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The fastest recorded tennis serve is about 260km/h but smash is far easier to do and shoot with far higher velocity. I am trying to find the maximum speed tennis players are able to shoot the ball and I feel the shot is smash, not serving. Correct me please if I am wrong. So what is the fastest recorded tennis smash?

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The speed of overhead smashes that are hit during tennis points are not recorded (or at least if they are recorded, those metrics are not kept or stored anywhere permanent). The speed of the serve is mostly a gimmick for the fans to observe and - to my knowledge - it's only matches on the show courts at the 4 majors where any kind of statistics around serve speed is recorded and the data is kept as part of match statistics.

If I had to guess, however, it would probably be Roddick against Federer at Wimbledon ;). See this clip: https://www.youtube.com/watch?v=Uaw_P5ZX4r8

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    How fast was his smash?
    – user527
    Apr 24, 2014 at 13:51
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    @edmastermind29 The commentator said "780 miles per hour" that is 1255.29 km/h, is this possible? Can a smash be really ~5 times faster than the fastest serving? 348.692 m/s would be faster than the speed of sound 340.29 m/s and I could not hear any sound shock. I feel the commentator was not serious about the speed, just making it more hyperbolic.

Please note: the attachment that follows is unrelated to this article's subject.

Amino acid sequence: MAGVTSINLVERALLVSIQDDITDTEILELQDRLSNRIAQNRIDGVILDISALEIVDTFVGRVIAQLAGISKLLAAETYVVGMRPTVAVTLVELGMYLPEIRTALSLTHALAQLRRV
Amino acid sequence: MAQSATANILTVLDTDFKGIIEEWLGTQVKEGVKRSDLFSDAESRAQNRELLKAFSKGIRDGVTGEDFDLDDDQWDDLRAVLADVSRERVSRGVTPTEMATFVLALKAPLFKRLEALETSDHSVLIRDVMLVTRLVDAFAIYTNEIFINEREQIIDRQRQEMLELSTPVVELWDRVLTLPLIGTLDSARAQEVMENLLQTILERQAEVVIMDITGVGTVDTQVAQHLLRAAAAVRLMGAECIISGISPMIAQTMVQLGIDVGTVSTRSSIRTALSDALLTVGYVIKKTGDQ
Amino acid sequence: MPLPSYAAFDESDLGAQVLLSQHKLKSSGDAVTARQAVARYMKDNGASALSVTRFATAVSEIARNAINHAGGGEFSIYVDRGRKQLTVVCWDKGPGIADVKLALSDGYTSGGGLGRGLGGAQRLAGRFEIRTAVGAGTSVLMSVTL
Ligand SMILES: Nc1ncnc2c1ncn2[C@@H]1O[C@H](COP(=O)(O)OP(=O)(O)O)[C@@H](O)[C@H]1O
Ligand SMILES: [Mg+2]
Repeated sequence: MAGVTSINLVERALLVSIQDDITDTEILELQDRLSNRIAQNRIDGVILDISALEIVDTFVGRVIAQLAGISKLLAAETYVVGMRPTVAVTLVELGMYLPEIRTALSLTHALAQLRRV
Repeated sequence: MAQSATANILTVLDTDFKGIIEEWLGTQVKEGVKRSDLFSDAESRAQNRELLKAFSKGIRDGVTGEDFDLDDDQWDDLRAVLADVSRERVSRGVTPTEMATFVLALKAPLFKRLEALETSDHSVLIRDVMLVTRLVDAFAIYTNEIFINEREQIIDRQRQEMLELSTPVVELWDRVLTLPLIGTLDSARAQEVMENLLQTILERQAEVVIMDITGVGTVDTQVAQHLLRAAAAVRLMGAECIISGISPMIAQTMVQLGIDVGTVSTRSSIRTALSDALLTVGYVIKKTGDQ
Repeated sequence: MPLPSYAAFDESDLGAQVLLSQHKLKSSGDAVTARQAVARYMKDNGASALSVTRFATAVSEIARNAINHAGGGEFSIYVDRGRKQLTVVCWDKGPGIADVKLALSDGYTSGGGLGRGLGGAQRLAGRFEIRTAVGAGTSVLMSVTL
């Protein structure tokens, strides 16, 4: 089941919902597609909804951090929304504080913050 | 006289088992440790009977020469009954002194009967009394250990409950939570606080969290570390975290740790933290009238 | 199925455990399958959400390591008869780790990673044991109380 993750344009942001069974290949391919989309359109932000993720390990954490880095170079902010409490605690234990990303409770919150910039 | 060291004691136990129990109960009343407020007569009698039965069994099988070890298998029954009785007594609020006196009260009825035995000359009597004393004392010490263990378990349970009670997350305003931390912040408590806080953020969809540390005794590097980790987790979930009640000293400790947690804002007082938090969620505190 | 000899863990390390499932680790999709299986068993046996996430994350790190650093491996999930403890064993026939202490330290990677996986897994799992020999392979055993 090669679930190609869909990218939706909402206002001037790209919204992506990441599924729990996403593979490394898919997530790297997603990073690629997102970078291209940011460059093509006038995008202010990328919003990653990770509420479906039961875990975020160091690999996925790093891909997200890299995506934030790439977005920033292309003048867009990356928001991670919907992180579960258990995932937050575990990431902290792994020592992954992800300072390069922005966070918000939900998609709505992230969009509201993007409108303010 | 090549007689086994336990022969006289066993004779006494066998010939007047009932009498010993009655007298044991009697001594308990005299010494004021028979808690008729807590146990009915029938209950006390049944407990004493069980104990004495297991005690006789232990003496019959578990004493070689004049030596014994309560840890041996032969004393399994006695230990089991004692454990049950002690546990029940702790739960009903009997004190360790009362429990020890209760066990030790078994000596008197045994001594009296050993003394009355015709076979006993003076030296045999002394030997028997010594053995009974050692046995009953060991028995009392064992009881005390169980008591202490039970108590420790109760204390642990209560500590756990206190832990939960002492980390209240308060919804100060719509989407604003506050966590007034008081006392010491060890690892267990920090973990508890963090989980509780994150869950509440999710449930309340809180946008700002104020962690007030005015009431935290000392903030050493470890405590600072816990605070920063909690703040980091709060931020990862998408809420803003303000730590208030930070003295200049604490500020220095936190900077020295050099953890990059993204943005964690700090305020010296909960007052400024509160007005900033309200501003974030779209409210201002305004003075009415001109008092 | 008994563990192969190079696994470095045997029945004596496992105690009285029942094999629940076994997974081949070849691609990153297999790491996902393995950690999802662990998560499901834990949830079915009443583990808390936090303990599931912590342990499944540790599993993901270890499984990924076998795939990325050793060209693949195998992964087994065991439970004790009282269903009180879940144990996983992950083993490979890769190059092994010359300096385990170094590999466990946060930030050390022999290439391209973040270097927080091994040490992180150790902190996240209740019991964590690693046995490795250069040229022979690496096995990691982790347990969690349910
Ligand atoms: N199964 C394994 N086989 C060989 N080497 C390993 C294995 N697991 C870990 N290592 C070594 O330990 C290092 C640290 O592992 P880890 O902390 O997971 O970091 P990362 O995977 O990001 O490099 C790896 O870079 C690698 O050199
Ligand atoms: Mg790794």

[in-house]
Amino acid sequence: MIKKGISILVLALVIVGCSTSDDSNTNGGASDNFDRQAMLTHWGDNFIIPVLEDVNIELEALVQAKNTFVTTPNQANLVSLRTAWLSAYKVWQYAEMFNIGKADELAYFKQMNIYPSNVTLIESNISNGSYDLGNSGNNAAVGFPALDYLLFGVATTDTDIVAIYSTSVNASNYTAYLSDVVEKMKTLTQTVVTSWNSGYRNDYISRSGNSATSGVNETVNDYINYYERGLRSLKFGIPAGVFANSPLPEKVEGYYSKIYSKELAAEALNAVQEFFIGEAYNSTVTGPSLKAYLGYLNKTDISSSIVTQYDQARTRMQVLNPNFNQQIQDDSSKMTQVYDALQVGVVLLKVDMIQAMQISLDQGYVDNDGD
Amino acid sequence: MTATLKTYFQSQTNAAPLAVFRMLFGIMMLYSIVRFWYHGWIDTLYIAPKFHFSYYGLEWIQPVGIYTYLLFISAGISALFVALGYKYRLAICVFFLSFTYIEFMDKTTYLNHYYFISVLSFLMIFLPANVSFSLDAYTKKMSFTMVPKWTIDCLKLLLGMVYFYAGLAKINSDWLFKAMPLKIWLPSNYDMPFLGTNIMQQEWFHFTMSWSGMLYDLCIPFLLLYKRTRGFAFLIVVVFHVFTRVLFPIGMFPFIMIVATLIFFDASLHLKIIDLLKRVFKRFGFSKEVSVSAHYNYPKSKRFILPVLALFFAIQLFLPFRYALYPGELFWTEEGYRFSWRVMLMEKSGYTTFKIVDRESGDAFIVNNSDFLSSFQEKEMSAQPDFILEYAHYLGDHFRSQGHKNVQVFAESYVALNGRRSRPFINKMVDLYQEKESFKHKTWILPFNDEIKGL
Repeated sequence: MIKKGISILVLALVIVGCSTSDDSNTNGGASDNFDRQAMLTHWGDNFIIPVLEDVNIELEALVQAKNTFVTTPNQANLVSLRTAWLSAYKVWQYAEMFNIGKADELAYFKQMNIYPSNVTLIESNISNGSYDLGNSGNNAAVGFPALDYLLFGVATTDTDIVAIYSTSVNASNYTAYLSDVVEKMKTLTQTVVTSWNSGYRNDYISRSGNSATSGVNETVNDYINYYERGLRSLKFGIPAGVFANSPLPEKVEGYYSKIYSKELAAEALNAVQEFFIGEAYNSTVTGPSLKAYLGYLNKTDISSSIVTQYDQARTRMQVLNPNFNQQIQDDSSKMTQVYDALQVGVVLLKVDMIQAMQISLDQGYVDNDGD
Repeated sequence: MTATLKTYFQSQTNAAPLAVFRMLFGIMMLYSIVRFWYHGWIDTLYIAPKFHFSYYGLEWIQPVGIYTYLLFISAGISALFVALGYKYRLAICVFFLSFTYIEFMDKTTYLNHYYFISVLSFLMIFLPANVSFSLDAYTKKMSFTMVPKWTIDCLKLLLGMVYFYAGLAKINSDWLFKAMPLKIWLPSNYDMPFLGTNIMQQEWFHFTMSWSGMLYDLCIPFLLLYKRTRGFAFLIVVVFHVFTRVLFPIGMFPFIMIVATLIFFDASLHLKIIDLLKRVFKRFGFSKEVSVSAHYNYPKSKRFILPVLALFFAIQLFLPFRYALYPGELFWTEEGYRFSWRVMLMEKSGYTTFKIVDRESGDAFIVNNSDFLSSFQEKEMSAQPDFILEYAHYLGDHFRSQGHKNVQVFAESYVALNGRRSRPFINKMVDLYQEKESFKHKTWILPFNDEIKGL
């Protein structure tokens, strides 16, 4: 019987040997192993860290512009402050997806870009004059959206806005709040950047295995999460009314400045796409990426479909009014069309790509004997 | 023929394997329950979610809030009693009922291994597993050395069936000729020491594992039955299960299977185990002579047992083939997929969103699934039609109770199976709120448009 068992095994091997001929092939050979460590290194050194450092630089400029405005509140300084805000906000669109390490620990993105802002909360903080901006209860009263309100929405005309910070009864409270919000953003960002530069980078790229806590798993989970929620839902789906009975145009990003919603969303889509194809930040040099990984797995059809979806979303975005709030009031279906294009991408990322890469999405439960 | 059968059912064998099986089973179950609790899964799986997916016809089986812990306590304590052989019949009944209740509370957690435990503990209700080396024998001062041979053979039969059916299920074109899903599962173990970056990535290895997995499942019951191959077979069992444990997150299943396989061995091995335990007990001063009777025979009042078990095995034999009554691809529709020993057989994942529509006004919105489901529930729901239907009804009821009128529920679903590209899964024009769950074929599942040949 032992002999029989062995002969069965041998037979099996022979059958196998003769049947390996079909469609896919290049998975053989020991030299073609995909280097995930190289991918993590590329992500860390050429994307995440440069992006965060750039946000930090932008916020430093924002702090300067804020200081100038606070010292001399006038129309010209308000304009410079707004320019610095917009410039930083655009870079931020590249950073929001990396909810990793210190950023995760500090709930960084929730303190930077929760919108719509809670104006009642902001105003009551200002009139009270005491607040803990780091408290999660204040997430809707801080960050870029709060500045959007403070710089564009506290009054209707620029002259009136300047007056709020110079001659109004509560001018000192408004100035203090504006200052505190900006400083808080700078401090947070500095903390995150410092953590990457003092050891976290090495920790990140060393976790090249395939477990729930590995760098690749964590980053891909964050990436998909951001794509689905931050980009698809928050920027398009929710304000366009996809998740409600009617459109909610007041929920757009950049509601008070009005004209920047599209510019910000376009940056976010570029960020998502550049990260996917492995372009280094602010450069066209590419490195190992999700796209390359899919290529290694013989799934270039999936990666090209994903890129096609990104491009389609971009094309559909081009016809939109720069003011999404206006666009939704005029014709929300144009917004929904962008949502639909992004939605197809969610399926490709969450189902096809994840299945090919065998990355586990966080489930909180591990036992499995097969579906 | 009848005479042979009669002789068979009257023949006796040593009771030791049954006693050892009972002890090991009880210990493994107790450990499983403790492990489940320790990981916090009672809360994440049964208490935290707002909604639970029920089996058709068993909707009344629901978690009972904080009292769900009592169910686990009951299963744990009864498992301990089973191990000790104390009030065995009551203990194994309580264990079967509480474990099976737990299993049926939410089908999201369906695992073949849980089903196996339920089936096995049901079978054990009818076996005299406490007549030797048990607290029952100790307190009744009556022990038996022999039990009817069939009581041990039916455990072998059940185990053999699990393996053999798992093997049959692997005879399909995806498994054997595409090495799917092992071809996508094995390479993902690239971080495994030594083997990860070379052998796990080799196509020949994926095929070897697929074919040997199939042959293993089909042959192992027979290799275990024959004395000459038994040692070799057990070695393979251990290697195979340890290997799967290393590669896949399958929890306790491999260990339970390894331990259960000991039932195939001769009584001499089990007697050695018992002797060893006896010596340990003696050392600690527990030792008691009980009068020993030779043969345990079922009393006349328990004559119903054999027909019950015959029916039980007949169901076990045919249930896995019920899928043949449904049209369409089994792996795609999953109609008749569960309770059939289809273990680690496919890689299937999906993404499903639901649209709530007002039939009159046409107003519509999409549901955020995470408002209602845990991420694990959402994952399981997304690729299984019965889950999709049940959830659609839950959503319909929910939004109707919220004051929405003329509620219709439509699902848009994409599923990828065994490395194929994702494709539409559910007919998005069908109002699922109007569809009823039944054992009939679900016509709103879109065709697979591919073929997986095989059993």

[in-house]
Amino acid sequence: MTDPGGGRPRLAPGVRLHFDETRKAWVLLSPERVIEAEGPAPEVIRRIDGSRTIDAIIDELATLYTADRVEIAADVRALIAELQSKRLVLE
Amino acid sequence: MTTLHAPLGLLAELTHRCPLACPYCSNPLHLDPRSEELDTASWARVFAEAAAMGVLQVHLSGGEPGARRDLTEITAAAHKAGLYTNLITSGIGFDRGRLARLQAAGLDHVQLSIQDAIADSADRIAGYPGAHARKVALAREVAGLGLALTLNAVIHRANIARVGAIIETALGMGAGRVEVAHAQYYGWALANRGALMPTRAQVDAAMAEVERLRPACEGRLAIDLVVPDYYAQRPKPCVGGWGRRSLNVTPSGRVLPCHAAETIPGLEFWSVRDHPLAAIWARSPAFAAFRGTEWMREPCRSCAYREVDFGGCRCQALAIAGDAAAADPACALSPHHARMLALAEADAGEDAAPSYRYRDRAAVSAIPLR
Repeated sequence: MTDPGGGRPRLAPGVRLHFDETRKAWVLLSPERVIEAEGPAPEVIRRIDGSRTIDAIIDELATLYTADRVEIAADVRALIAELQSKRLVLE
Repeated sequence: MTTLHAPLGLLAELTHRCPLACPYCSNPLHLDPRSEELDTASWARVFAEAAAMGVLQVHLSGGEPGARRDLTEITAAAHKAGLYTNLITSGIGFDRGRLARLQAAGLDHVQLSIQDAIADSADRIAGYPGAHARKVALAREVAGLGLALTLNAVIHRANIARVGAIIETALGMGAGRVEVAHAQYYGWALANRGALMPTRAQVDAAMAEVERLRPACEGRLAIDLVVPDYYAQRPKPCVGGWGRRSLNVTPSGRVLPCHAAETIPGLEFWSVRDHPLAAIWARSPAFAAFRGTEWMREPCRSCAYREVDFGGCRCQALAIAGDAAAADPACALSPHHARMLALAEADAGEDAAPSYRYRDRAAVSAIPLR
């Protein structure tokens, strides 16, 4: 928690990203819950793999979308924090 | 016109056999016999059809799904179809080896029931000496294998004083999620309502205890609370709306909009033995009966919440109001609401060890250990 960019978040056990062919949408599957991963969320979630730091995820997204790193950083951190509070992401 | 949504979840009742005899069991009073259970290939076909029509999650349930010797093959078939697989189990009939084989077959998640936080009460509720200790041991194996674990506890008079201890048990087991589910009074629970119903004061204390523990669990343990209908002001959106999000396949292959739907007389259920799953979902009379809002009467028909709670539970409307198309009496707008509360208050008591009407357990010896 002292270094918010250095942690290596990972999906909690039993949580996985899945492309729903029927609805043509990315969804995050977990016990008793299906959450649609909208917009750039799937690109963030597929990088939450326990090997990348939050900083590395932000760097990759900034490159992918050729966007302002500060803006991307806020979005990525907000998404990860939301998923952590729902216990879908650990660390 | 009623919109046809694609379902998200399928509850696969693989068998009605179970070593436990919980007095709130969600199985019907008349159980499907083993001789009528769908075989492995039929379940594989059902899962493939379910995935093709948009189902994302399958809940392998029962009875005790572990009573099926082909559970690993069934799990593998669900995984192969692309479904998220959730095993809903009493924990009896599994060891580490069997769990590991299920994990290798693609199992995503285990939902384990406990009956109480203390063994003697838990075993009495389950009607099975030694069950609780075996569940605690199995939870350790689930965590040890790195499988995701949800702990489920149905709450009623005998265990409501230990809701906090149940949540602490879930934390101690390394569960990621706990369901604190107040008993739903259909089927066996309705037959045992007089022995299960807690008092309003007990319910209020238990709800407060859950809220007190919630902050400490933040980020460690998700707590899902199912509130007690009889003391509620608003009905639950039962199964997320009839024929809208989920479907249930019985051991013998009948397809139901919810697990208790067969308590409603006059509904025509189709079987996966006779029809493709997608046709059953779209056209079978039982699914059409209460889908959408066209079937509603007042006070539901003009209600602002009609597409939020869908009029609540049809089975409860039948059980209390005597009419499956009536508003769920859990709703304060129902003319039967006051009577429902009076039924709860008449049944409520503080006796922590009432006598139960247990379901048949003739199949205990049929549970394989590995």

– hhh
    Apr 24, 2014 at 14:09
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    @hhh Agreed about the engagement in hyperbole.
    – user527
    Apr 24, 2014 at 14:10
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    Yes, the commentator was just being funny. As I was saying - overhead smashes are not measured by any kind of radar devices like serves are. I can tell you from having played high level tennis myself, that an overhead smash would not be significantly faster than a serve - in the case of a player like Roddick, I would bet that any overhead smash he hit (like that shown in the video) would not exceed 170 mph (273 kmh). The players are already swinging as hard as they can on a serve - so there isn't really much more room for additional pace to be generated.
    – jamauss
    Apr 24, 2014 at 21:56
  • @hhh There's an interesting comment on that video from "The AViator" who watched the video in slow motion and counted the number of frames that it took for the ball to move across the court. Based on an assumption that the video was recorded at 24 frames per second, he determined that the smash was approximately 116 miles per hour. Jul 2, 2022 at 18:08

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